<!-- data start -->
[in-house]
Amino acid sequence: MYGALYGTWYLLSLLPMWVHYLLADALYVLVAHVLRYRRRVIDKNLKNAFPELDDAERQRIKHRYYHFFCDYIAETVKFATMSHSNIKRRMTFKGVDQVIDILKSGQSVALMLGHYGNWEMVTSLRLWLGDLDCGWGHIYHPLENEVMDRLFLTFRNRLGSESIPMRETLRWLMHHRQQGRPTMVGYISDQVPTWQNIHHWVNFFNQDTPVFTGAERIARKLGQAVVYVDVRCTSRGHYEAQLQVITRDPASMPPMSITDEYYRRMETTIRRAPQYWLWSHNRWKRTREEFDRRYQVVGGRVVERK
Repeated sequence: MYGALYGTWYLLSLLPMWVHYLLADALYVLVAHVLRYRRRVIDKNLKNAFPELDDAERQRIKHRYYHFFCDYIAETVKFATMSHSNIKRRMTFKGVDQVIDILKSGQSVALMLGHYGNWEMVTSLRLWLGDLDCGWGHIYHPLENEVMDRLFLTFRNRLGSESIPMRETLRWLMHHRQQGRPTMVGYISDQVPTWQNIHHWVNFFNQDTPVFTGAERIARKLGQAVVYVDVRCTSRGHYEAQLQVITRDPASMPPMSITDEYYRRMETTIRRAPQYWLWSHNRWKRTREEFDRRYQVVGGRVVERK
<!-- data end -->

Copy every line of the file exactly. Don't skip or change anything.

[in-house]
Amino acid sequence: MYGALYGTWYLLSLLPMWVHYLLADALYVLVAHVLRYRRRVIDKNLKNAFPELDDAERQRIKHRYYHFFCDYIAETVKFATMSHSNIKRRMTFKGVDQVIDILKSGQSVALMLGHYGNWEMVTSLRLWLGDLDCGWGHIYHPLENEVMDRLFLTFRNRLGSESIPMRETLRWLMHHRQQGRPTMVGYISDQVPTWQNIHHWVNFFNQDTPVFTGAERIARKLGQAVVYVDVRCTSRGHYEAQLQVITRDPASMPPMSITDEYYRRMETTIRRAPQYWLWSHNRWKRTREEFDRRYQVVGGRVVERK
Repeated sequence: MYGALYGTWYLLSLLPMWVHYLLADALYVLVAHVLRYRRRVIDKNLKNAFPELDDAERQRIKHRYYHFFCDYIAETVKFATMSHSNIKRRMTFKGVDQVIDILKSGQSVALMLGHYGNWEMVTSLRLWLGDLDCGWGHIYHPLENEVMDRLFLTFRNRLGSESIPMRETLRWLMHHRQQGRPTMVGYISDQVPTWQNIHHWVNFFNQDTPVFTGAERIARKLGQAVVYVDVRCTSRGHYEAQLQVITRDPASMPPMSITDEYYRRMETTIRRAPQYWLWSHNRWKRTREEFDRRYQVVGGRVVERK